People have been gently prompting me for the last few months to get my act together and start a blog… I wasn’t convinced if I’m honest, although I read others with interest, I just couldn’t figure where I might focus one… there was just so much that could be covered. Then, Helen Sanderson, HSA said to me, quite simply, “write about the people that you’ve recently met who have really inspired you”. Simple.

I joined the sector through ARC 2 years ago, and the thing that has struck me most is the people in it: the people the sector supports and the workers who support them, CEO’s who know their organisations backwards and sideways; their staff, families and family carers battling tirelessly to ensure the best care possible is given to their loved ones. I don’t think I have had one week where such people haven’t inspired me in one way or another…

Last month proved to be no different. Earlier in the month I judged the Peoples’ Award with Andrea Pope Smith, Learning Disability Lead with ADASS, as part of the first National Learning Disability Awards – we’re speaking at it on Friday –

We met seven Peoples’ Award nominees and the people who work with them. They had been nominated by local people across England for the work that they did – sometimes it was paid work, often it was voluntary work – all of it had been recognised as making a really valuable contribution to others, driven by a desire to make a difference and do something worthwhile.

Does work make a difference?

Robert Carr, would agree that work makes a difference. Robert was joined by Karen Martin, representing Harvest and Help a group set up by a team of eight people who attended Gateshead Councils Day Opportunities service which has developed into a user led enterprise. H&H (Harvest & Help, Gateshead Council) now offer work experience to young people interested in horticulture, producing and selling fruit and veg, hanging baskets and potted plants for local people. It’s also a business that has won tenders for gardening and ground maintenance work for local residents, businesses and warehouses. The team maintain their humble beginnings – the allotment at Kibblesworth has developed into a sensory garden which provides a relaxed setting for people with visual or other sensory impairments and the team has won numerous awards including best allotment. Talking to Robert reminded me that work should be a good craic, and he and the team came across as friendly and fun to be with. It’s easy to understand why many of the older customers who live alone say they look forward to them working on their gardens.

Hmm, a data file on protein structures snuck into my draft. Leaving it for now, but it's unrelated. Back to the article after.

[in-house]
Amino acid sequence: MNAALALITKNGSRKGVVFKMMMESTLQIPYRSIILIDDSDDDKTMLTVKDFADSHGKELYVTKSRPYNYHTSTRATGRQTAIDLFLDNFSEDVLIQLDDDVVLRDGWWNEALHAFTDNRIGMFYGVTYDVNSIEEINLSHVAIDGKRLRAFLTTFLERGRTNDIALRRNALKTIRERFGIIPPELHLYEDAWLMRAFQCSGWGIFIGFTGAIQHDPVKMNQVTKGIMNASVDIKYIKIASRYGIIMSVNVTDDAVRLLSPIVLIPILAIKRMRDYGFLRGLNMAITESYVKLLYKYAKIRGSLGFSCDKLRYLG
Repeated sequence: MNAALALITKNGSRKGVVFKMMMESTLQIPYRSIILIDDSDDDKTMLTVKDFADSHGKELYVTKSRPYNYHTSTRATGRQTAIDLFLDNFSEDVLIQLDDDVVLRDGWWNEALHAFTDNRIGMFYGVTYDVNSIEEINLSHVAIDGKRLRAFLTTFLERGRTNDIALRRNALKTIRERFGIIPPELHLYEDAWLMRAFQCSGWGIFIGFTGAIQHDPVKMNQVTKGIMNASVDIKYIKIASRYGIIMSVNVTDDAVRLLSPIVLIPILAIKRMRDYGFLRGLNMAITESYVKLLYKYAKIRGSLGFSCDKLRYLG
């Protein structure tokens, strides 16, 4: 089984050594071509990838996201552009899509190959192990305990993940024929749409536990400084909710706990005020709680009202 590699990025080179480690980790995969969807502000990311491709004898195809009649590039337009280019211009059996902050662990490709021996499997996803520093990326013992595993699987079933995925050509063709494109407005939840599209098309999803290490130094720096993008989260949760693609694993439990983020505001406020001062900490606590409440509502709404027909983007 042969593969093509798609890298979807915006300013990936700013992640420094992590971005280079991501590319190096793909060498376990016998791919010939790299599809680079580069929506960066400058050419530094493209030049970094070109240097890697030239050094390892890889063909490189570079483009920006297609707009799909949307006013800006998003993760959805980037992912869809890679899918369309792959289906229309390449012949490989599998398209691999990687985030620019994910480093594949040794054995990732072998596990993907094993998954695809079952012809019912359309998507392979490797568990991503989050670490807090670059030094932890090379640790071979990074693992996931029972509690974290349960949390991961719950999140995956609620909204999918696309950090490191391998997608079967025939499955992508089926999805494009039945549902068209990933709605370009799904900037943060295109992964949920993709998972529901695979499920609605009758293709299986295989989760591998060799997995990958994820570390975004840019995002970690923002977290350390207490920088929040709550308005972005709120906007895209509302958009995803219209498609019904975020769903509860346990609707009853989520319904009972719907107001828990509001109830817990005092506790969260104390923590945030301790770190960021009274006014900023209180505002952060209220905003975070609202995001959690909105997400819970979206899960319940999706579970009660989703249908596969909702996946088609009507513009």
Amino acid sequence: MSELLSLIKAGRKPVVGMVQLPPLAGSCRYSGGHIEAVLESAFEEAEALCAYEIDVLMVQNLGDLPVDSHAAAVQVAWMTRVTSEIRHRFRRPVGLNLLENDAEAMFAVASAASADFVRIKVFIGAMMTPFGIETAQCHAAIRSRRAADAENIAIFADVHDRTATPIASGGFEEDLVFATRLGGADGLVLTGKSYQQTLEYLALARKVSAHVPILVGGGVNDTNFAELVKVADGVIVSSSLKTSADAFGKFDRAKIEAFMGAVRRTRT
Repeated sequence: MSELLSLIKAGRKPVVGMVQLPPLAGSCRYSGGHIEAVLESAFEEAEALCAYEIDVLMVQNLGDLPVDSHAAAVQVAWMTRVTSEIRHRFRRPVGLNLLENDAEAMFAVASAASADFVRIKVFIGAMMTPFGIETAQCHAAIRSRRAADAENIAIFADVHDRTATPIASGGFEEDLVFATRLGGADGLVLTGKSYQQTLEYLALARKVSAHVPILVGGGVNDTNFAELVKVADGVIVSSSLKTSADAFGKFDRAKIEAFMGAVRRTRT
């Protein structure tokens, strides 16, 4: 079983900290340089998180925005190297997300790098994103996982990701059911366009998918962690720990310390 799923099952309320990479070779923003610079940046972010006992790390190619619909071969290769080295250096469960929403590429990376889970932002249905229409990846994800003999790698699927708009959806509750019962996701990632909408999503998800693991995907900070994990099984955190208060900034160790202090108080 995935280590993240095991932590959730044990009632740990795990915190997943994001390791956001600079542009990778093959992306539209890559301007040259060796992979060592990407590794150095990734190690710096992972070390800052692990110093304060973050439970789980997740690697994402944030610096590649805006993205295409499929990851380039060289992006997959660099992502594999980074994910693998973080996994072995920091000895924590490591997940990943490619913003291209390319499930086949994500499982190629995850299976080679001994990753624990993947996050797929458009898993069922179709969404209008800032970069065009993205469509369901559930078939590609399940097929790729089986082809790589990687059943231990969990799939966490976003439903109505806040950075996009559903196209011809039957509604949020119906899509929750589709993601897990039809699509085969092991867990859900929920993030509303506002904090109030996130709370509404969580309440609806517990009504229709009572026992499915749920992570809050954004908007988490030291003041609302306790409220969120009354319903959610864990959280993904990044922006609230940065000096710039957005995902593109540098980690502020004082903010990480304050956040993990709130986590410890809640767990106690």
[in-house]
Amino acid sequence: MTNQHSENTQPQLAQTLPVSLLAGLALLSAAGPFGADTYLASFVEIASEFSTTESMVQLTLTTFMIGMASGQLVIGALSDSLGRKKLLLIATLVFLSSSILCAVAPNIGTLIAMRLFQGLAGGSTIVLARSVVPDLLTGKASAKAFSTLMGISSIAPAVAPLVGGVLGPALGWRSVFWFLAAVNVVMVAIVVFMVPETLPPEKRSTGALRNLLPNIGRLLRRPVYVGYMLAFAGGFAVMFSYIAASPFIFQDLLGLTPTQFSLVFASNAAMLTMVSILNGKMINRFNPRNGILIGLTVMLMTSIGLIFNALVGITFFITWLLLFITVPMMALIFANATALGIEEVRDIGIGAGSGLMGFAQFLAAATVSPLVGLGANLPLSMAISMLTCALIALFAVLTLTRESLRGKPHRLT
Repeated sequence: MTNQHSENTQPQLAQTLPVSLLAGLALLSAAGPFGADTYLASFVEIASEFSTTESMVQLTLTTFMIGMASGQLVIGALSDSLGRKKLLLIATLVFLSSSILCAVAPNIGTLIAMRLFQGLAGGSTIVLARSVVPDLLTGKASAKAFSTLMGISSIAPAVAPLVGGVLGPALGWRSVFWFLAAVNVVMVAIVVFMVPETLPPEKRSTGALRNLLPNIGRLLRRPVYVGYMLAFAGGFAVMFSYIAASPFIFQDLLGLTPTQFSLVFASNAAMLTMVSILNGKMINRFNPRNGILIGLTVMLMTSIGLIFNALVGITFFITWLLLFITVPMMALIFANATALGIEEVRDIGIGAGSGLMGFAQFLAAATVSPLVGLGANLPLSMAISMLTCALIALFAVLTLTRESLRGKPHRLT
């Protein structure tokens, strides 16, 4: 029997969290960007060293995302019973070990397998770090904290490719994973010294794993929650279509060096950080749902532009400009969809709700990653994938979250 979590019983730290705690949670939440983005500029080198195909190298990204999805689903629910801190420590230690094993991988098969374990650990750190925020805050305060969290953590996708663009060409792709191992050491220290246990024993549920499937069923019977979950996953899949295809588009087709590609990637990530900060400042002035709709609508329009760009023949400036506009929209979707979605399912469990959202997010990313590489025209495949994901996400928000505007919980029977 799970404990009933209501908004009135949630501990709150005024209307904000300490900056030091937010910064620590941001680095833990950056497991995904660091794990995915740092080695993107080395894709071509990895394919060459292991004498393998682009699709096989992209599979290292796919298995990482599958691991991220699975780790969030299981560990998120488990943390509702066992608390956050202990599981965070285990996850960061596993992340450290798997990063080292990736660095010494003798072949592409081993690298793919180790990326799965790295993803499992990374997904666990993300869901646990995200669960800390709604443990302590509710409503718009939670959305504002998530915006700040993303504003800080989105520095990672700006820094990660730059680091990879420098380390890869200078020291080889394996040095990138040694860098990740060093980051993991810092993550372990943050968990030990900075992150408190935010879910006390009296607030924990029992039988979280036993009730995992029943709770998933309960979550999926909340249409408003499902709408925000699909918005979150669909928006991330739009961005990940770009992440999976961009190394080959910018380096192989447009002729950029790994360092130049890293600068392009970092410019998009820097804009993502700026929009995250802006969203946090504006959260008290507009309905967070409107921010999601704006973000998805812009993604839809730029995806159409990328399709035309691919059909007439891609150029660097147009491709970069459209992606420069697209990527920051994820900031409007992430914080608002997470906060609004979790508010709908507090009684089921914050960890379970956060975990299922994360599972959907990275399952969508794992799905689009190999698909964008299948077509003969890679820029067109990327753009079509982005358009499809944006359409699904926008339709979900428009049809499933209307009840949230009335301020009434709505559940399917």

Teams from The Smart Enterprise would also impress on anyone who’d care to listen that work makes a difference. The Smart Enterprise is a training business whose core principle is to challenge stereotypes and prejudices about what it means to have a disability and to get people to recognise the potential of disabled people. Sarah Pryce, Marianne Scallon, and Rosemary Summerfield all did that when we met them. Marianne described how working for The Smart Enterprise has helped her to help others, saying, “I am now more confident, understand my behaviour better – and also I get paid!” Rosemary agreed: “The Smart Enterprise helps me to help others because we share our experiences with those working with people with disabilities – in this way we help them to help us“.

Eddie Morecroft, from We Can Do It Training pointed out that, “there’s more to life than day opps!” and described to the judges how getting the right support had made a difference to his life and had lead him to set up a Community Interest Company delivering training to support staff across Nottinghamshire. Eddie described how setting up a company, and bringing in new business through word of mouth had boosted his self-esteem and independence. The drive and determination he articulated was that which you’d expect to see behind any successful business, saying, “the most important thing is that we do the work and that we all get paid for it”’.

The right to work

We all have the right to work, it’s not always easy to find it, for any of us, but people with learning disabilities are often not given real opportunities to realise their potential. Less than 7% of people with a Learning Disability are in paid employment, yet 65% would like a paid job.

We’re planning to lead our first Let’s See Eye to Eye event in Hartlepool on 20th May, aiming to look at why so few people are supported to find a job or take training to find something that interests them. Of course it may not be easy and not everyone will go out and get their dream job, but all the nominees we had the pleasure to meet are real example of how important it is to develop a passion, and do something that really makes a contribution.

It was clear that getting a salary is important part of being recognised for our contribution, but it’s important that we don’t under estimate the real value of making a contribution.

See the event page for more details and to book 

Jacqueline Bell